Meaning of “Sedona” by Houndmouth

Written By Michael Miller

Michael is a music teacher and professional cellist. He loves uncovering the deeper meaning of popular songs.

“Sedona” by Houndmouth captures a story of faded fame, the allure of Hollywood, and the inevitable rise and fall of one’s glory. The song reminisces about the days when neon signs in Hollywood burned bright, representing the glamorous heyday of the entertainment industry. It paints a picture of Sedona, a symbol of that faded glory, who fell from grace. The nuances of broken dreams, financial ups and downs, and the haunting specter of irrelevance are evident. But it’s also about the transient nature of success and the melancholic beauty of nostalgia. At its core, “Sedona” is a ballad of a bygone era and the people who lived it.

If the radiant aura of Hollywood’s golden era and the bittersweet undertones of fame intrigue you, then dive right into the depths of “Sedona”.

“Sedona” Lyrics Meaning

The lyric, “The red sandstone, it fell Right smack on top of Sedona Arabelle” sets the tone. The imagery of red sandstone symbolizes Sedona’s past, perhaps an accident or sudden fall from stardom. This brings Sedona Arabelle into the limelight, hinting at a person whose story we’re about to dive into.

The mention of “John Ford” and the “Stagecoach” is a nod to old Hollywood. John Ford, a legendary filmmaker, directed the classic film “Stagecoach”. This might suggest Sedona was part of the golden era of Hollywood, a starlet who experienced the highs of fame.

“Hey, Little Hollywood, You’re gone, but you’re not forgot” emphasizes the fading glory of Hollywood. While its golden days are in the past, its memories still linger. The line about having cash but no credit alludes to the superficiality of the industry. Stars might have wealth, but their reputation or ‘credit’ might be tainted or non-existent.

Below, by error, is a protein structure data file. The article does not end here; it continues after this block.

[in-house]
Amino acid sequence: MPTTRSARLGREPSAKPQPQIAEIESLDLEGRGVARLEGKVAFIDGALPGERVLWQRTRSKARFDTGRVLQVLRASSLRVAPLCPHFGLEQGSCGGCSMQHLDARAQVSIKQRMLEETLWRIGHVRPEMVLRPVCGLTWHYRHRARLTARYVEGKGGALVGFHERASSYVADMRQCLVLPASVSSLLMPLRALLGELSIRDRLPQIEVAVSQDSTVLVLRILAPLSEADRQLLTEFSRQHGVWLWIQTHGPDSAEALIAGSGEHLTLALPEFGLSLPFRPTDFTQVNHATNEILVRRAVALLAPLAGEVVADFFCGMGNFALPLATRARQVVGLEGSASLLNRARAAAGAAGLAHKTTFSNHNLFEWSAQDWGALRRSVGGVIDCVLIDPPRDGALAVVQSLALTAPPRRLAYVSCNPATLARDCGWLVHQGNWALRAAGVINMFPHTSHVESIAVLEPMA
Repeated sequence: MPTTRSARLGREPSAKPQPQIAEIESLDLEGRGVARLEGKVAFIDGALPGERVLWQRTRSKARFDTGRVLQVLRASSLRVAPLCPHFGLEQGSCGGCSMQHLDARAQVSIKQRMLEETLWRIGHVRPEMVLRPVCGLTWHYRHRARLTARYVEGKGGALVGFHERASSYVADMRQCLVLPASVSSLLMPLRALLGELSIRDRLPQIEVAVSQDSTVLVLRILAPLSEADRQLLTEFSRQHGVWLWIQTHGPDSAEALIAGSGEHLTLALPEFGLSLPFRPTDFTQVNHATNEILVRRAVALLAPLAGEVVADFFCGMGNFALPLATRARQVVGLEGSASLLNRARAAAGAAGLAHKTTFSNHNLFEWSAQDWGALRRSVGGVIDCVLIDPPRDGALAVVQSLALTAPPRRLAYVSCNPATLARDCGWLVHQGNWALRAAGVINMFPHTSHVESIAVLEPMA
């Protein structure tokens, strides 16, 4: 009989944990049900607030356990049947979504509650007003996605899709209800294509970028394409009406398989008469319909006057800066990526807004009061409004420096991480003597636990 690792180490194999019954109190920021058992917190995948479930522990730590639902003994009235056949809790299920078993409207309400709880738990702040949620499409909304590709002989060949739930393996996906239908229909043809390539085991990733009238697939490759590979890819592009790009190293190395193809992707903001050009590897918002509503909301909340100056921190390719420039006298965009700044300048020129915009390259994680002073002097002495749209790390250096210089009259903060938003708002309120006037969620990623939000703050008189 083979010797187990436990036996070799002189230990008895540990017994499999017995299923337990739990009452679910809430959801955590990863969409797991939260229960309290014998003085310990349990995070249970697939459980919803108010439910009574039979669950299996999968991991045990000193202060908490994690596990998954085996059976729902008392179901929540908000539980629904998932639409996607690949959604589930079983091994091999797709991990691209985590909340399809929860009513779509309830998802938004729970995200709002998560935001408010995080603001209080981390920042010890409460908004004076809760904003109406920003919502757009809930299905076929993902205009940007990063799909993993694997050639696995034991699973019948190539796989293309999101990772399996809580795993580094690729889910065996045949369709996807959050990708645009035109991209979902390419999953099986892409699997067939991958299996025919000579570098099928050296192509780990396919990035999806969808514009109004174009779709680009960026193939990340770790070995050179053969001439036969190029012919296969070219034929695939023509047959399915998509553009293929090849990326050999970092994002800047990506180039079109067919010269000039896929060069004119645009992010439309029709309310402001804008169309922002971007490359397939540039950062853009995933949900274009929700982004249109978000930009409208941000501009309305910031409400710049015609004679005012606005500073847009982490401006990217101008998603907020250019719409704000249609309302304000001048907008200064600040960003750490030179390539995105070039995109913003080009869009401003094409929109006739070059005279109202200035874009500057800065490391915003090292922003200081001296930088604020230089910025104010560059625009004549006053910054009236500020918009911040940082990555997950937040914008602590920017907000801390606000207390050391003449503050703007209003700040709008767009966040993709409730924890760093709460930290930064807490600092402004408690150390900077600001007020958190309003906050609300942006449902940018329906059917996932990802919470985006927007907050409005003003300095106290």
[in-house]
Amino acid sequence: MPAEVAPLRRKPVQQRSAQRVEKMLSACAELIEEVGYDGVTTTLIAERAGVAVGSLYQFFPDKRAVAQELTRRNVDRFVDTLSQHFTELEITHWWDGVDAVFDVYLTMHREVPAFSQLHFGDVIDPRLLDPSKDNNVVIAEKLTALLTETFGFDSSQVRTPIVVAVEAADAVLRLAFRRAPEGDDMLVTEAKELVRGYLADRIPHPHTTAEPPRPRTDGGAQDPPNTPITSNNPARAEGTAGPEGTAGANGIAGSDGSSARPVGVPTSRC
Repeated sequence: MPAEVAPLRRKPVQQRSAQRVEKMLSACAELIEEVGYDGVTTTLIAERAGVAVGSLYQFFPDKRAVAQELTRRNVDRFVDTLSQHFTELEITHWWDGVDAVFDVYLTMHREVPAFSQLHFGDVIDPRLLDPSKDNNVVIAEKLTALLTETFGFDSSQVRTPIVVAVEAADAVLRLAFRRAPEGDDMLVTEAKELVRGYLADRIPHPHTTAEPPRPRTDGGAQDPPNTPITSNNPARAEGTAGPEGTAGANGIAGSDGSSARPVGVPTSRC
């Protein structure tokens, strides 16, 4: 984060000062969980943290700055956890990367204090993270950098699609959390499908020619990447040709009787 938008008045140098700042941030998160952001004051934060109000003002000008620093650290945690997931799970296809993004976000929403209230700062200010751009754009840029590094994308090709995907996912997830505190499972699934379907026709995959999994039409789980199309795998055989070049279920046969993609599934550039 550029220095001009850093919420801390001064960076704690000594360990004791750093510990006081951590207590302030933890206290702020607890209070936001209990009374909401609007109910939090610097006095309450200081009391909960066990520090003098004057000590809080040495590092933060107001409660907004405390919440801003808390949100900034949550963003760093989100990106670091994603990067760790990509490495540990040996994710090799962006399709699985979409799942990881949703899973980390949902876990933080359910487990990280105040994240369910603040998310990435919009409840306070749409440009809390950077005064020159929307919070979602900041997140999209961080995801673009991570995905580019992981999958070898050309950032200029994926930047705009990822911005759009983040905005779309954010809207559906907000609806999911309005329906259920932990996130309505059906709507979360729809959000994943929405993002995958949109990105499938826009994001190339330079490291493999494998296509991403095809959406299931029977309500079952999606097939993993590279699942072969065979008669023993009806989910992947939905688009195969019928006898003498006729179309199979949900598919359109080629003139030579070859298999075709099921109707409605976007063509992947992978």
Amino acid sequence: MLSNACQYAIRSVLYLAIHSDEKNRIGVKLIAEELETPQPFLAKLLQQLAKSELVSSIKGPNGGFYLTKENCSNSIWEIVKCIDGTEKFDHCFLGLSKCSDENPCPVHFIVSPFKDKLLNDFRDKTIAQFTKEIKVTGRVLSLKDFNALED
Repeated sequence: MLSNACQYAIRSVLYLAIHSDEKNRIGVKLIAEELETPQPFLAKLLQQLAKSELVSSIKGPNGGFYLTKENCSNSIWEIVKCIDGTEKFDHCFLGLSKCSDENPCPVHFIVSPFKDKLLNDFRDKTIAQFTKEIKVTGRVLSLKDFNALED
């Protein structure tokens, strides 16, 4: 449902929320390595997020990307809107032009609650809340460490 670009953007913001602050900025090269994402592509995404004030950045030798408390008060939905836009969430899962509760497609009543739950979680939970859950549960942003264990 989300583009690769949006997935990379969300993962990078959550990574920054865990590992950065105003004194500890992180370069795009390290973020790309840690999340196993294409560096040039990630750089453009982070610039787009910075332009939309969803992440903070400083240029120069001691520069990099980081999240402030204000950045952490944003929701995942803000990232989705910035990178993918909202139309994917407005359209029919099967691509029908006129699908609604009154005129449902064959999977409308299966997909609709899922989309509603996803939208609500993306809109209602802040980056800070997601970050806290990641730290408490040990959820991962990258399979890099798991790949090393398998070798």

“I remember when the neon Used to burn so bright and pink” further elaborates on the past glory days, with neon representing the liveliness and energy of Hollywood nights. The ‘Saturday night kind of pink’ deepens the imagery, evoking feelings of excitement, youth, and vitality.

The lyrics then move into darker territory, addressing blacklists and a move to California. Historically, Hollywood blacklists were a series of events where professionals were denied employment due to their political beliefs. This could mean Sedona was affected, hence, the ‘drive to the coast’, possibly to escape.

The devil’s mention, alongside the line about duct tape making one hush, implies silencing and possible deals made at great personal cost, highlighting the more sinister aspects of fame.

“Well, hey there, Sedona, let me cut you a deal” suggests Sedona’s vulnerability, as someone might be trying to exploit her situation. The mention of being hungover and potentially stealing her soul is both literal and symbolic. It suggests an excessive lifestyle and the lengths one might go to maintain or regain their status.

Why Was “Sedona” Written?

Houndmouth, while penning “Sedona,” seems to have dived deep into the Hollywood culture and its historical background. The song serves as a reflection on the fleeting nature of fame and the highs and lows associated with it. The band may have been inspired by stories of individuals who once shined brightly but eventually faded away, victims of the very industry that raised them. Through Sedona’s story, Houndmouth might be cautioning against the price of fame and the sacrifices it demands. This melancholic tale reminds us that in the glitzy world of entertainment, everything that glitters isn’t always gold.